For your viewing pleasure.
These ads were very famous in New Zealand in the 80s, but New Zealand’s most famous comedian (until Flight of the Conchords) probably did the most famous “version”.
I remember a lot of Billy T skits but this one is possibly his most famous, and given the amount of versions of it on youtube it obviously made a lot of people laugh in the 80s.
I can tell you, however, that buying a school bag was no laughing matter for a teenager in Paraparaumu in the 80s. It was an exercise in identity branding on the mean streets of the Kapiti College corridors. Essentially you could make four statements on the hierarchy of bags:
- I have a normal, boring bag, because who gives a shit about bags
- I have a cool bag, but I’m normal
- I have a cool bag but I’m a little rock and roll
- I have a very, very cool bag and I am dangerous
I wanted to achieve level three. Going for level one meant that you could save a lot of money by buying a non-branded bag, and then use your bag to carry shit around and not worry about what people thought. These people went on to be well-adjusted and happy in life. They make a lot of money now. Very few of these people write weird blogs.
In the 80s in Paraparaumu level two didn’t mean exercising personal choice (you have to give up independent thought to be cool), it meant buying a Gino Borelli bag.
Which is one weird ass advert for a bag. Put a face to the name? Let’s build a profile:
- Likes to walk around alone at night with no top and no shoes
- Has his name on the outside of his bags
- Likes fire
- Has a boat
I’d say we’re looking for a serial arsonist who suffers from a massive ego and enjoys taunting the police.
Back to the bag. I wanted one. The local mall had a Lands for Bags store. My mum bought me one (probably it wasn’t cool for your mum to buy you your bag, but probably that’s what happened in 99% of cases). My bag was silver, and had the straps like the one in the ad, running around the outside of the bag. This was freakin cool. I’m not sure why. I think it was because other bags didn’t have this feature. For sensible reasons like if you put the straps on the outside of the bottom of the bag they get worn out heaps faster and break. Also, Gino Borelli sports bags tended to be a bit saggy on either side of the straps and in the middle. Not a good bag for transporting very small corpses, but pretty good if you wanted to transport a rigid object that was the exact length of the bag. Yep, for that it was perfect.
Ok, so now I had the bag I had an even more important thing to do. I had to tag the bag with band names using a permanent marker. (As I write this it strikes me that my mother was a very tolerant person. Not only did she let me buy a slightly more expensive and impractical bag, but then she let me write all over it.) Writing all over it was impossibly fraught, but it was what you had to do to get to level three on the bag coolness hierarchy. People at level two on the hierarchy were either too sensible to deface their bag, or knew that their taste in music wasn’t cool. Again, we are looking at a well-adjusted group who have nice homes now, with nice things in them.
Level three bag people had to pick bands that people at level two had heard of but not listened to but knew were cool, but they also had to pick bands that people at level four couldn’t sneer at, and would therefore leave you alone. It was a tightrope of cool if you will. A band like the Psychedelic Furs was pretty perfect. Unfortunately I can’t for the life of me remember which bands I put on my bag.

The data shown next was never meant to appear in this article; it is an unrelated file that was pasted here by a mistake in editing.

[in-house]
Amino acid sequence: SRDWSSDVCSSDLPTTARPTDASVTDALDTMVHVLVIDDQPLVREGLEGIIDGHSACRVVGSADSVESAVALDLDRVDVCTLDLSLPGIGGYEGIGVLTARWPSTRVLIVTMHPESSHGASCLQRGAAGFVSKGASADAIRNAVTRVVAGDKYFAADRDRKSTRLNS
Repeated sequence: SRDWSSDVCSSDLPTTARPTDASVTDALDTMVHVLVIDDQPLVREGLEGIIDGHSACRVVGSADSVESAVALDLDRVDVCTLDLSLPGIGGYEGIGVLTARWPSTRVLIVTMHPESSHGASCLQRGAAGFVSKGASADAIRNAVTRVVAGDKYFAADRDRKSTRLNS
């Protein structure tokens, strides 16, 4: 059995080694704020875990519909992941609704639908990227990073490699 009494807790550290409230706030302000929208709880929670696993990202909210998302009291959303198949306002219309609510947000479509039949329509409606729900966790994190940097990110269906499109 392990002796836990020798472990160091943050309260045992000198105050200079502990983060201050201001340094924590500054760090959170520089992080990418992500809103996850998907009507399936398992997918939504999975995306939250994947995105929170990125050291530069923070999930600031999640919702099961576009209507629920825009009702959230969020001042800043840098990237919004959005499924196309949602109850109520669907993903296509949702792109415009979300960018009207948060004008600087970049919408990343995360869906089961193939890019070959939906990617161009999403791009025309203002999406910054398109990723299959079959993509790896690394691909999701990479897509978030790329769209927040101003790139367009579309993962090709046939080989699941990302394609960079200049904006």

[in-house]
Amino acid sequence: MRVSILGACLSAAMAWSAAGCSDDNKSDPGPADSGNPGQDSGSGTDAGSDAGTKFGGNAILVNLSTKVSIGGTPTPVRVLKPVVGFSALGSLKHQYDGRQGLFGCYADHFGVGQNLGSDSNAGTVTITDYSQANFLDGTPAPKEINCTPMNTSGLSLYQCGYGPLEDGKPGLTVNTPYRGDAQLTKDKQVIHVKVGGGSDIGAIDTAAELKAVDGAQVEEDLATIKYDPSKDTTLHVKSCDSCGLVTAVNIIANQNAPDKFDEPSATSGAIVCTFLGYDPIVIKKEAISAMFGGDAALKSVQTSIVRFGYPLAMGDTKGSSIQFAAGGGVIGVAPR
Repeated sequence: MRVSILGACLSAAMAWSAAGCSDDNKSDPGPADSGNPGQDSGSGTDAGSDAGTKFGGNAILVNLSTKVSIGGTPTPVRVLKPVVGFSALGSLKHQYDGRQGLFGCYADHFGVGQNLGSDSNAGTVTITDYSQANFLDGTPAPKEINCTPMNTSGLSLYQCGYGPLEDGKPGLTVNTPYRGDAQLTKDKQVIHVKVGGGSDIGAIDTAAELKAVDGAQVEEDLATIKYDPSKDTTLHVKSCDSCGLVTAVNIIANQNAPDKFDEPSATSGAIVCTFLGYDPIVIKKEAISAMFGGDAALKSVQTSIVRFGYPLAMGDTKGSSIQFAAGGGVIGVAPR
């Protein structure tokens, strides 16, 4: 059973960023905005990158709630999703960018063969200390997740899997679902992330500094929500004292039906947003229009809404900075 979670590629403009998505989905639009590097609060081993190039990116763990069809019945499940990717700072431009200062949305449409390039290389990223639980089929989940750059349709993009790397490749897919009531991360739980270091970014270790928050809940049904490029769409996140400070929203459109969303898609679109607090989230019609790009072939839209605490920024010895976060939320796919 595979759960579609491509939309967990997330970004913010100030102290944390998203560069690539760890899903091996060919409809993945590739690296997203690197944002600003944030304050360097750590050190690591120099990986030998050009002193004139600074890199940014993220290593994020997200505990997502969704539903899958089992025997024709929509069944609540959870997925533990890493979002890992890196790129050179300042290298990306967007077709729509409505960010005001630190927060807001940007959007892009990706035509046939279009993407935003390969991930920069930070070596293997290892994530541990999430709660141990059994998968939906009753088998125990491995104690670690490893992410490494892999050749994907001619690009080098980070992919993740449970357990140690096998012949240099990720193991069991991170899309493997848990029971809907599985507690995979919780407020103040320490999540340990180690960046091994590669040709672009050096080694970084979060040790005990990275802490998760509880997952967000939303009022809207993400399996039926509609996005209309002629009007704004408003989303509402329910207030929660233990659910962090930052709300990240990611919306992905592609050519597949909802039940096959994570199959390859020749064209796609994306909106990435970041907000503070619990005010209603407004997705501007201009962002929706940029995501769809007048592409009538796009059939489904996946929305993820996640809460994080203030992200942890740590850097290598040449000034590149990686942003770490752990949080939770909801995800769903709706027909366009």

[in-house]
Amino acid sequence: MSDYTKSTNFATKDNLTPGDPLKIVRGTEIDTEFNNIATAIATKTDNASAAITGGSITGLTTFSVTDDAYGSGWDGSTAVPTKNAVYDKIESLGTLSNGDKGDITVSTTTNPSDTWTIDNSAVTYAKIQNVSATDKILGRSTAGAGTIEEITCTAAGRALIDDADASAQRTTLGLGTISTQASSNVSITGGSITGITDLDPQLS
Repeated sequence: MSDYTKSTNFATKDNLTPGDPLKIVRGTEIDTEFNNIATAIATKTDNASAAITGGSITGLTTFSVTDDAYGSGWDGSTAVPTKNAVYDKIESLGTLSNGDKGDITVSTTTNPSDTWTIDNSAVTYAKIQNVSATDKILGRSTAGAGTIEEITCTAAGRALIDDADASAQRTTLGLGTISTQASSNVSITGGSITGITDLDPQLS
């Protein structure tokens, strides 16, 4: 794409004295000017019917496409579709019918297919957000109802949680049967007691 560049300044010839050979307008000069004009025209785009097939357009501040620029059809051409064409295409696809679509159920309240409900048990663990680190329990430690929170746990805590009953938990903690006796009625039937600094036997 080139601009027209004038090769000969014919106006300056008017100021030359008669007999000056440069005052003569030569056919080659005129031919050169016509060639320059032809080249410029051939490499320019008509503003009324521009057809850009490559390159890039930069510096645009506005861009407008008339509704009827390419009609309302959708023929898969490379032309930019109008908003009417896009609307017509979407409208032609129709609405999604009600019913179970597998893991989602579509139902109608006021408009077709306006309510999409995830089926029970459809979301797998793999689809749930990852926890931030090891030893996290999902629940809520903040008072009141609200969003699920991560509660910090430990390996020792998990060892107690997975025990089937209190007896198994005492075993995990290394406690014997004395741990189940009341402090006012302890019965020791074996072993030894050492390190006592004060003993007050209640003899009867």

Level four people had to buy little canvas army satchel bags. The bag below is pretty close to what I mean.
Once you had this bag you had to write: AC/DC, ZZ Top and Iron Maiden on it. I think this was compulsory. You had to do this in black marker pen and it had to be in the exact style of the original. I remember one guy in my art class labouring for hours to get the ZZ Top logo just right on his bag.
People with this bag were into smoking, pot, cars, beer, hard rock, and sex. Probably not as much as my overactive imagination believed, but that was the implication of the bag. Although I appreciated the aura associated with these bags, I never wanted one because I knew where my musical heart lay, and at the time I was buying my bag it wasn’t a hard rock heart, it was a pop heart. Later it actually became a hard rock heart for a while, but I was far too squeaky clean to pull off a satchel bag, so I stuck with Gino.
Of the many things in this post I can tell you that Lands for Bags no longer exists, Gino Borelli has moved into luggage, Billy T died, and hard rock bands never, ever die. My Gino bag wore out (the straps), and the permanent marker faded like the popularity of the bands themselves (see what I did there English teachers?) I’m picking that China had a lot to do with the death of specialty shops like Lands that sold bags. It must have been good business up until the late 80s though. Lands had nationwide TV ads and full-page colour ads in The Listener.
Lands for Bags may have disappeared but bags remain very important in the teenage scheme of things. The last time I was aware of a bag becoming ubiquitous it was pink Supre bags for girls. This was four or five years ago. All the level three girls had them at the school where I taught.
Not that I want to suggest that bags can be used as a profiling tool, but I wish all those girls all the best with their hair dressing careers, or Bachelor degrees in English (I got the later and a perm).